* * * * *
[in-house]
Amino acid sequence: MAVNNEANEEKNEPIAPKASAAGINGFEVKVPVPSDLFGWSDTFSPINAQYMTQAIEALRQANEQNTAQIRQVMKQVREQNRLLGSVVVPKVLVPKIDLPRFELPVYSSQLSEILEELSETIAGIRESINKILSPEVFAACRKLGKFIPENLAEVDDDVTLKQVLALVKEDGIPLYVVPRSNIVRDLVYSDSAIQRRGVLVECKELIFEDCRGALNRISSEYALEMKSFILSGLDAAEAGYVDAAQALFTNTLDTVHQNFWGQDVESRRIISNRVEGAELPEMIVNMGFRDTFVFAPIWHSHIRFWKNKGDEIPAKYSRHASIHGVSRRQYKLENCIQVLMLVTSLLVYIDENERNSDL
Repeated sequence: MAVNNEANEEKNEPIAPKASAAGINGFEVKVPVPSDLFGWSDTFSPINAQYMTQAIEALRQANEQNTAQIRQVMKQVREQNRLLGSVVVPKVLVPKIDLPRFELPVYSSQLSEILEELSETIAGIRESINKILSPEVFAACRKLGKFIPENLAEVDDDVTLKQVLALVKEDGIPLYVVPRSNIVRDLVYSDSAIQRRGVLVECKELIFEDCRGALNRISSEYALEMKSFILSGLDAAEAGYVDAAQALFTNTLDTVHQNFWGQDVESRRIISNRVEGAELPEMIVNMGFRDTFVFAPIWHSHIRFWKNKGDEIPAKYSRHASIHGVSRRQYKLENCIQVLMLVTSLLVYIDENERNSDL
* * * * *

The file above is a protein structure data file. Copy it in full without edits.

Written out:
[in-house]
Amino acid sequence: MAVNNEANEEKNEPIAPKASAAGINGFEVKVPVPSDLFGWSDTFSPINAQYMTQAIEALRQANEQNTAQIRQVMKQVREQNRLLGSVVVPKVLVPKIDLPRFELPVYSSQLSEILEELSETIAGIRESINKILSPEVFAACRKLGKFIPENLAEVDDDVTLKQVLALVKEDGIPLYVVPRSNIVRDLVYSDSAIQRRGVLVECKELIFEDCRGALNRISSEYALEMKSFILSGLDAAEAGYVDAAQALFTNTLDTVHQNFWGQDVESRRIISNRVEGAELPEMIVNMGFRDTFVFAPIWHSHIRFWKNKGDEIPAKYSRHASIHGVSRRQYKLENCIQVLMLVTSLLVYIDENERNSDL
Repeated sequence: MAVNNEANEEKNEPIAPKASAAGINGFEVKVPVPSDLFGWSDTFSPINAQYMTQAIEALRQANEQNTAQIRQVMKQVREQNRLLGSVVVPKVLVPKIDLPRFELPVYSSQLSEILEELSETIAGIRESINKILSPEVFAACRKLGKFIPENLAEVDDDVTLKQVLALVKEDGIPLYVVPRSNIVRDLVYSDSAIQRRGVLVECKELIFEDCRGALNRISSEYALEMKSFILSGLDAAEAGYVDAAQALFTNTLDTVHQNFWGQDVESRRIISNRVEGAELPEMIVNMGFRDTFVFAPIWHSHIRFWKNKGDEIPAKYSRHASIHGVSRRQYKLENCIQVLMLVTSLLVYIDENERNSDL